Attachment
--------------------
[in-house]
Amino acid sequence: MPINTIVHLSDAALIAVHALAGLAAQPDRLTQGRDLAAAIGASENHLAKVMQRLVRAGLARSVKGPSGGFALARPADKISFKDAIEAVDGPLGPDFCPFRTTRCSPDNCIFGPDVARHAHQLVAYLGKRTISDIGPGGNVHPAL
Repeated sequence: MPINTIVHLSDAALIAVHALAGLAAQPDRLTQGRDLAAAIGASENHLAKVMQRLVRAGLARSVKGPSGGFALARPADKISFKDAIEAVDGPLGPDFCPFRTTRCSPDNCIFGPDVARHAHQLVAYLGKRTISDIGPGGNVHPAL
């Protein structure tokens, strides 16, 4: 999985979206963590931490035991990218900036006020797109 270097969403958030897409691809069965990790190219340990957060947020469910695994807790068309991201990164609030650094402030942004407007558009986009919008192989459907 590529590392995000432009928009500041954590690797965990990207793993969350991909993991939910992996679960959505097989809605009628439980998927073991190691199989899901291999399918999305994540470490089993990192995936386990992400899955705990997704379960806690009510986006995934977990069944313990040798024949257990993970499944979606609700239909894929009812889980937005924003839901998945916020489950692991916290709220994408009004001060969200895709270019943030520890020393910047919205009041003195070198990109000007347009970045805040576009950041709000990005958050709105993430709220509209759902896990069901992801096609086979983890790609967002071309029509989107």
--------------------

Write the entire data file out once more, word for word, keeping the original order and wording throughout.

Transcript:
[in-house]
Amino acid sequence: MPINTIVHLSDAALIAVHALAGLAAQPDRLTQGRDLAAAIGASENHLAKVMQRLVRAGLARSVKGPSGGFALARPADKISFKDAIEAVDGPLGPDFCPFRTTRCSPDNCIFGPDVARHAHQLVAYLGKRTISDIGPGGNVHPAL
Repeated sequence: MPINTIVHLSDAALIAVHALAGLAAQPDRLTQGRDLAAAIGASENHLAKVMQRLVRAGLARSVKGPSGGFALARPADKISFKDAIEAVDGPLGPDFCPFRTTRCSPDNCIFGPDVARHAHQLVAYLGKRTISDIGPGGNVHPAL
């Protein structure tokens, strides 16, 4: 999985979206963590931490035991990218900036006020797109 270097969403958030897409691809069965990790190219340990957060947020469910695994807790068309991201990164609030650094402030942004407007558009986009919008192989459907 590529590392995000432009928009500041954590690797965990990207793993969350991909993991939910992996679960959505097989809605009628439980998927073991190691199989899901291999399918999305994540470490089993990192995936386990992400899955705990997704379960806690009510986006995934977990069944313990040798024949257990993970499944979606609700239909894929009812889980937005924003839901998945916020489950692991916290709220994408009004001060969200895709270019943030520890020393910047919205009041003195070198990109000007347009970045805040576009950041709000990005958050709105993430709220509209759902896990069901992801096609086979983890790609967002071309029509989107």